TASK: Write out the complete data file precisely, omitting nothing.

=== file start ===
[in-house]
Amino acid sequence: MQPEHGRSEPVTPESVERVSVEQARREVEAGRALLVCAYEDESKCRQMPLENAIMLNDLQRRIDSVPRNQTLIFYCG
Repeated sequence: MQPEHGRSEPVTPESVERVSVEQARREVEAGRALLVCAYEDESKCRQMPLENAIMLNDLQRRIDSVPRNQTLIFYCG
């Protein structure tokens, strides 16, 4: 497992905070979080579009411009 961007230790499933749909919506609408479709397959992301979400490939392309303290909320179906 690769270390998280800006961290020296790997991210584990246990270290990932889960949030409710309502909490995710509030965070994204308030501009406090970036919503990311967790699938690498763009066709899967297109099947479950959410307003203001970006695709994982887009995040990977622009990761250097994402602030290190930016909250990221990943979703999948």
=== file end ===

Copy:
[in-house]
Amino acid sequence: MQPEHGRSEPVTPESVERVSVEQARREVEAGRALLVCAYEDESKCRQMPLENAIMLNDLQRRIDSVPRNQTLIFYCG
Repeated sequence: MQPEHGRSEPVTPESVERVSVEQARREVEAGRALLVCAYEDESKCRQMPLENAIMLNDLQRRIDSVPRNQTLIFYCG
């Protein structure tokens, strides 16, 4: 497992905070979080579009411009 961007230790499933749909919506609408479709397959992301979400490939392309303290909320179906 690769270390998280800006961290020296790997991210584990246990270290990932889960949030409710309502909490995710509030965070994204308030501009406090970036919503990311967790699938690498763009066709899967297109099947479950959410307003203001970006695709994982887009995040990977622009990761250097994402602030290190930016909250990221990943979703999948």